More Below!

“Men, even when alone, lighten their labors by song, however rude it may be.” Quintilian

Reflections: Songs from Village Days

Reflections: Songs from Village Days

Where Is Veronica – A Bluesy song?
Ele Veronica ooo
Where is Veronica?
Ele Veronica ooo
Where is Veronica?
Uụmụ boys e were ya pụọ (ụmụ nwoke)
The play boys have taken her away

Ele Veronica ooo
Where is Veronica?
Ele Veronica ooo
Where is Veronica?
Uụmụ boys e were ya pụọ (ụmụ nwoke)
The play boys have taken her away

Onye ọ bụla Veronica ooo
Anyone named Veronica
Onye ọ bụla Veronica ooo
ga-ahapụ ya za aha ọzọ
Should leave it and change their name

Ele Veronica ooo
Ele Veronica ooo
Veronica nwata eze
Veronica child of a king
Nwa o gando!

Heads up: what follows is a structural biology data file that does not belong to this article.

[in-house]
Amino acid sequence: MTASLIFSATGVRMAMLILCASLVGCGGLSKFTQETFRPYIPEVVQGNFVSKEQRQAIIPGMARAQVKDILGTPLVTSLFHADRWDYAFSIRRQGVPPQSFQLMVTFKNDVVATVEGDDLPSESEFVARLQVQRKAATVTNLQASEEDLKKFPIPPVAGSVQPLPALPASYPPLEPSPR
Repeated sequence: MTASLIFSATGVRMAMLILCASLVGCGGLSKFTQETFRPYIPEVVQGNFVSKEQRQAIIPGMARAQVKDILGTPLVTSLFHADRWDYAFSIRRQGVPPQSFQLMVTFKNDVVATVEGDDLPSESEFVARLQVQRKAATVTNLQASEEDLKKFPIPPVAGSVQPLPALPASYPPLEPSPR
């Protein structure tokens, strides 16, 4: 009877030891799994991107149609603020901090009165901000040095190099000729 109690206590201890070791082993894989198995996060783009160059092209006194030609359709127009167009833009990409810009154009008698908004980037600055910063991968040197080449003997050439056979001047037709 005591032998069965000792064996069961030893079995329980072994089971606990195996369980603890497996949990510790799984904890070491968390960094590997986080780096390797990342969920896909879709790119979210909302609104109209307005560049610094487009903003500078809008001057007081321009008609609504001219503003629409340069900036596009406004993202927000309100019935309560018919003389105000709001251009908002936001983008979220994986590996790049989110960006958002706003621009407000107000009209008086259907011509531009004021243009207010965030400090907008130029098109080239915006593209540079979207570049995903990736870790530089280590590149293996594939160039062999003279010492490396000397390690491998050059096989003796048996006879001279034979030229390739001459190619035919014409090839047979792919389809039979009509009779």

Wayward child!

 

What would your life song sound like? Songs are used in many ways to make statements about all aspects of lives, and, as Amy Winehouse once said, “Every bad situation is a blues song waiting to happen.”  A few songs come to mind: Reflections: Pennies From HeavenBy Heart: I’m Wishing On A Star…, and any other tunes you might find in my Musical Notes files.   In many parts of Africa, music is a key way the oral traditions and history of a community are transmitted. In villages across the Continent, griots and other talented folks create songs to tell stories of important events that occur in the lives of the inhabitants; both good and bad. during special seasons in a village, the musicians and singers would gather to compete against each other with quickly invented stories accompanied by songs. I would boldly say that the poetry slams of the 21stC were invented and practiced way back in the old, dusty, countryside. Stories informed the lives of the villagers and told folks what their friends and neighbors were up to. Many of the song/stories were often quite a revelation/exposé meant to praise or embarrass the antics of a local.